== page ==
Star Trek: Into Darkness had invisible monsters of their own -- human vengeance. Man of Steel hasn't come out yet, but it projects themes of xenophobia, a dislike and fear of foreign newcomers, even if their intentions are good. As for a world overtaken by zombies or robots, that just smacks of the glass-half-empty perspective, that somehow humanity has already been lost, and the only thing left is to save what we can, and that's as happy an ending as you'll get. And to think, just a few years ago, we were waiting for summer movies with gunfights and relishing the idea of watching a bunch of stuff blow up with Hollywood gusto. Whereas now, when a movie shows people running in fear after gunshots, or a building being destroyed, we feel ourselves clench up a little, unable to completely seal off the outside world from creeping in to two and a half hours of mindless entertainment. Even sitting in a crowded movie theater, I admit to having some anxiety. I look for where the exits are. Instead of wondering if I'll remember all the previews I saw when the movie's over, I'm wondering if I would have the sense of mind to grab whoever I was with and either duck for cover or run, if something were to happen. I realize the movies haven't changed so much as us, the viewers.
When Jurassic Park was re-released in theaters earlier this year, I really regretted not going to see it again. Even if it was a reminder of how old I felt when I heard someone say, "I can't wait to see that classic in a theater for the first time!" Grumble. I saw it when it was released, in Ye Olde Year of 1993, and I remembered thinking that this was the perfect summer movie, it's the reason Hollywood spends ridiculous amounts of money, genuinely entertaining crowds on a hot summer day. It had the perfect balance of fun storytelling and special effects that still hold up to today's standards. There were moments that delighted and scared the audience; I remember screaming in terror with the characters on the screen and everyone else in the theater during the famous T-Rex encounter on a rainy night. It was still fun to be scared. And the light-duty morality tale that science was wonderful, but should forever be kept in check, never escaped the screen. No lingering feeling of dread, that somehow our world would be usurped by giant lizards -- homosapien mindpower to the rescue, with a sweeping score by John Williams. Roll end credits. It was a wonderful, fully-contained summer movie experience, complete with a bucket of popcorn. It left you thrilled and entertained, happier for having seen it. I miss a little of that blissful ignorance, which believed that while bad things happen in the real world, the worst villains were fictional, contained safely in a film reel.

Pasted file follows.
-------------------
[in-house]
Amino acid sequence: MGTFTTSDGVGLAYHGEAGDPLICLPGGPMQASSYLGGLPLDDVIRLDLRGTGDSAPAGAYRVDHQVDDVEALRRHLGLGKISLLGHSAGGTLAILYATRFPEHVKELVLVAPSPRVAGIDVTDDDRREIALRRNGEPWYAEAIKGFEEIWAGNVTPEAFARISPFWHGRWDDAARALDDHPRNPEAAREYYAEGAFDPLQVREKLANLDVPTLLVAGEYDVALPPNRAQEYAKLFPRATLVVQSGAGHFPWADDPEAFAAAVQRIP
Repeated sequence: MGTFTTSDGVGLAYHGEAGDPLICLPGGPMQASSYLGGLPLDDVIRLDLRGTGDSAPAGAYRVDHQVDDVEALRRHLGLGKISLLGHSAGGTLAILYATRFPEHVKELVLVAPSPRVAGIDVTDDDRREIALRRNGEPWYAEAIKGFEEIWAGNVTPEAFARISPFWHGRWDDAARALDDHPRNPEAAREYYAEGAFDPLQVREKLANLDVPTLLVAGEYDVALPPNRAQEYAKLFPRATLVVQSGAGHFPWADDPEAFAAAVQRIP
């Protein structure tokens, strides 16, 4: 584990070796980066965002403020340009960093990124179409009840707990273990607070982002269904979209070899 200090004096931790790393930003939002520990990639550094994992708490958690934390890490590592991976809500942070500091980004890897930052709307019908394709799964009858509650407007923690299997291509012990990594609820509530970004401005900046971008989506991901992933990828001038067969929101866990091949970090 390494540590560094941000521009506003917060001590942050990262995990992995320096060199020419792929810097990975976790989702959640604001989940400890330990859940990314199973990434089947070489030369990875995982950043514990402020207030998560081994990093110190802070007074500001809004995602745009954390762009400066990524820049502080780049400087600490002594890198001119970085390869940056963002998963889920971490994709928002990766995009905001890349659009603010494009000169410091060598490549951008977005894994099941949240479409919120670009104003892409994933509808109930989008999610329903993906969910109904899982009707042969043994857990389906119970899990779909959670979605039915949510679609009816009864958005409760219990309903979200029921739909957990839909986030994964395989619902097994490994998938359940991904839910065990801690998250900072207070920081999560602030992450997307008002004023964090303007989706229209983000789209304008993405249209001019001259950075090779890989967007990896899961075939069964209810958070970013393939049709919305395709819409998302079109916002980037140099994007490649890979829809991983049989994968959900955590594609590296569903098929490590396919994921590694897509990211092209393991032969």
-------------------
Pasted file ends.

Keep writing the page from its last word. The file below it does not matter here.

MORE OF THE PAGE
I'm not critical of this summer's movies. I'm genuinely looking forward to seeing many of them. I understand that they are what we can relate to, the new normal that can only accept its entertainment when it's mottled with the scars of war and caution towards an unknown future. And for that, it makes me a little sad. All I can hope for is for a day when we can watch dinosaur movies again and not be afraid to be dazzled.
Jaunty Fine Print: illustration by Denise Sakaki